Introduced in 2005, the Armed Forces Compensation Scheme (AFCS), is a no fault compensation scheme for injuries or illness caused by Service in the Armed Forces. Both the War Pensions Scheme (WPS) and benefits paid under the Armed Forces Pensions Scheme 1975 (AFPS 75), are replaced by the AFCS. Despite this, the WPS continues to be available for veterans who suffered an injury, illness or death on or before 5 April 2005.
The changes introduced by the AFCS include:
• In the first six months of Service the AFCS will not pay compensation for injuries disclosed – even though personnel have been deemed medically fit when recruited
• The AFCS allows for interim awards. This means payments can be made while someone’s condition is unstable
• Armed Forces personnel now have the ability to claim while still in service – under the WPS claims cannot be made until personnel have been discharged
Military injury compensation claims – time limit
The AFCS includes a five year time limit, whilst the WPS has no time limit for initial claims from the date the injury occurred, or the date that medical treatment for an illness was first sought. The only exception is where a claimant is too ill to make a claim or the onset of a condition is recognised late. There is also a 10-year time limit for claims for worsening conditions; again this does not apply to the WPS. There is a one year time limit for claims in the case of death, although, where there is a possible beneficiary, these are automatically referred to the Service Personnel and Veterans Agency (SPVA), an agency of the Ministry of Defence.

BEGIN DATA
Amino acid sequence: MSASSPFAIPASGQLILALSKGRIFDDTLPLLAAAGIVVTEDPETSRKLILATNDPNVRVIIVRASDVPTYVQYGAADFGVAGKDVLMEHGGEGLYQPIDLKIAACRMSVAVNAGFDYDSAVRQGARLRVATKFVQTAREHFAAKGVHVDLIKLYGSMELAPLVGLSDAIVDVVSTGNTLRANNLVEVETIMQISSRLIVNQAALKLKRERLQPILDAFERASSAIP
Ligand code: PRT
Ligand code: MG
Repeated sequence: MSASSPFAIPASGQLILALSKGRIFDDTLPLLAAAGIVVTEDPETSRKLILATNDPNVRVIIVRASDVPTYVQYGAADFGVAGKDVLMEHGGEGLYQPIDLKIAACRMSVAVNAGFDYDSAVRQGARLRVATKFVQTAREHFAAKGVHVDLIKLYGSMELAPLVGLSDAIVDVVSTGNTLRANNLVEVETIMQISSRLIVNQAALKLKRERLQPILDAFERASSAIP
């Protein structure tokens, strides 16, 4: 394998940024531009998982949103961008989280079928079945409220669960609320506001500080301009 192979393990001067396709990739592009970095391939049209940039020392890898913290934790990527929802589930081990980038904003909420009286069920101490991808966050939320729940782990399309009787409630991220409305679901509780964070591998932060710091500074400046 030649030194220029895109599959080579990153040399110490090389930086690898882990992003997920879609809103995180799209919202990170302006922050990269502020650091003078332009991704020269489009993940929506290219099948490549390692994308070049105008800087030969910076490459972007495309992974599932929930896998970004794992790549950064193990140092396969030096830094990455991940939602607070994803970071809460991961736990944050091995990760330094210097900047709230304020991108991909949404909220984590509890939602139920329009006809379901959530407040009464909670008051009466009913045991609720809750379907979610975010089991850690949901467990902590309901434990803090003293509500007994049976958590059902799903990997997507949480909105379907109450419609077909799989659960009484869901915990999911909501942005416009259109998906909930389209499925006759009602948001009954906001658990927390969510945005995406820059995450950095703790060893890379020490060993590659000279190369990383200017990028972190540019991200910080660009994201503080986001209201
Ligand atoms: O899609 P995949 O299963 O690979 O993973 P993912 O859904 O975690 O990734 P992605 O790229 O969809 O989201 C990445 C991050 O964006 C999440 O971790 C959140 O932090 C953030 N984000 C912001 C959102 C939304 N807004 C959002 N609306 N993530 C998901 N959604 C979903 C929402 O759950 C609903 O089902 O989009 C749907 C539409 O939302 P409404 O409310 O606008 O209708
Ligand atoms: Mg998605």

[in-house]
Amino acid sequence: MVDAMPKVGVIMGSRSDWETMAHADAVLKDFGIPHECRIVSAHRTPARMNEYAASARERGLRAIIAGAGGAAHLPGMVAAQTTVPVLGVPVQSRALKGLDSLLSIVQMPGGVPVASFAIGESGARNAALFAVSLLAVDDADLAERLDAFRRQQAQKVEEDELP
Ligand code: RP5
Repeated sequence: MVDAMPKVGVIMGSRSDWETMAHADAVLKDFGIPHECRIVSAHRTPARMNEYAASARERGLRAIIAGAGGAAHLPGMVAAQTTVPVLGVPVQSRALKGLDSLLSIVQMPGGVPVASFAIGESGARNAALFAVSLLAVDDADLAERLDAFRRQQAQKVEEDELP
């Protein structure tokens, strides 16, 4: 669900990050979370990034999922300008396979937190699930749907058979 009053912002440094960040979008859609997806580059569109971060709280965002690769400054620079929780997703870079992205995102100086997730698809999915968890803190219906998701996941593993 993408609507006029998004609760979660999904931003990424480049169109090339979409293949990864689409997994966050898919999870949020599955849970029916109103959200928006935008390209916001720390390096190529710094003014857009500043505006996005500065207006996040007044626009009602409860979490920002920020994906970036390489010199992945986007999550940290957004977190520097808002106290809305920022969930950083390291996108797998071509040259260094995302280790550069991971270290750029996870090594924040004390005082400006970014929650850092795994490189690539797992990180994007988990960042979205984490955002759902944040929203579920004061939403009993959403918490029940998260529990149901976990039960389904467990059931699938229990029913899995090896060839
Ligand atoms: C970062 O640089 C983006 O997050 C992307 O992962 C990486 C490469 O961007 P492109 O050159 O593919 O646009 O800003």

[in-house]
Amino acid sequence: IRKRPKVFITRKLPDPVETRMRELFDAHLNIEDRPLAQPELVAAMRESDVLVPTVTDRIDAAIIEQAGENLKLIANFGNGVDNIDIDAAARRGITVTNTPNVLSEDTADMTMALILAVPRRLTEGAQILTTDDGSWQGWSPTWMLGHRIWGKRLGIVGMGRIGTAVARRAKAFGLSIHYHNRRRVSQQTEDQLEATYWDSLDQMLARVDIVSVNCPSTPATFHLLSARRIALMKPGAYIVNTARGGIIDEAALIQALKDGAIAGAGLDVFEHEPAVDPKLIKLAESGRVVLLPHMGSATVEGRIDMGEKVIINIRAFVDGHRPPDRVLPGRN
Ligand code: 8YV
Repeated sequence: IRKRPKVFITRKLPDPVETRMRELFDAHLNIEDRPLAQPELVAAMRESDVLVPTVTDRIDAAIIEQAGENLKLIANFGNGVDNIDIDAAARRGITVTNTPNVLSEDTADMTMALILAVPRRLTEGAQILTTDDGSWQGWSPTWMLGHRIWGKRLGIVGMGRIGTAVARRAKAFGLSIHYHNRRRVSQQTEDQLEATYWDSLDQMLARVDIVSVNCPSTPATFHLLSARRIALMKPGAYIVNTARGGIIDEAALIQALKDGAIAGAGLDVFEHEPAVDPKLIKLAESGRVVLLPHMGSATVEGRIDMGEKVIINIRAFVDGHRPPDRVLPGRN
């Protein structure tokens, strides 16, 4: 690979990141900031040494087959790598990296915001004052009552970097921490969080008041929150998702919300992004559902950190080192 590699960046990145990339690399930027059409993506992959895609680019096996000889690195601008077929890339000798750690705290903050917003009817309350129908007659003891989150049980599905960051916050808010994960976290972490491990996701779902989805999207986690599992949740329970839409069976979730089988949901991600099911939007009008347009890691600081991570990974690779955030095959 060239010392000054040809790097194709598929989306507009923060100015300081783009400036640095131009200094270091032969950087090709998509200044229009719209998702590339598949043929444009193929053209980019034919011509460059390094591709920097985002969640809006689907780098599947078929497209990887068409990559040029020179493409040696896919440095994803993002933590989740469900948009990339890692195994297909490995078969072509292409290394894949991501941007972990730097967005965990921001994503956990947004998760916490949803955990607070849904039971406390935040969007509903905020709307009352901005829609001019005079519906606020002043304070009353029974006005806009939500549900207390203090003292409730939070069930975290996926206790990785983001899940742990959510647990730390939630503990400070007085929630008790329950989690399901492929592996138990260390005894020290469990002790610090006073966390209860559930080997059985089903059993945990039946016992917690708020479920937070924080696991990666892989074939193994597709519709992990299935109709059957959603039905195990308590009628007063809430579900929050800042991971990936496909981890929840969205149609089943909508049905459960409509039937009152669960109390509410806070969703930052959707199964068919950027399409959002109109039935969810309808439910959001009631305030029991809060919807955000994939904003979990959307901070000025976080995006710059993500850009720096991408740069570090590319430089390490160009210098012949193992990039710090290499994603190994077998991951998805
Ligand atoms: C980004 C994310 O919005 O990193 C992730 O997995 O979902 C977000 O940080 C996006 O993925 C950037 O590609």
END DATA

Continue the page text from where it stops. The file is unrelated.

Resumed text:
A lump sum for up to only three injuries will be paid by the AFCS, where there are multiple injuries from a single incident. A reduction in the tariff percentage will occur for second and third injuries. In this instance: the first injury will receive 100% of the lump-sum tariff; the second 30% of the lump-sum tariff will be paid; and for the third 15%.
Standard of proof
Under the AFCS, claimants must prove on the balance of probabilities that any injury, illness or death was caused predominantly due by the injured parties service in the Armed Forces. Claimants are required to provide “reasonable, reliable evidence”. Gaps in medical knowledge can often cause problems in presenting such evidence on cause(s) of said illnesses. An incomplete medical record of such personnel can also become problematic as well as the fact that their employer whom the claim is being made against, holds their medical records on their behalf.
Our team are specialists in military injury claims
If you are currently serving in the UK Armed Forces, or have recently retired from the military, and you want to know how to claim injury compensation for a military accident – email our specialist compensation solicitors, or ring us on FREEPHONE 0800 1404544 today. Initial advice and your first appointment are both free – and we regularly run military personal injury claims on no win no fee agreements.
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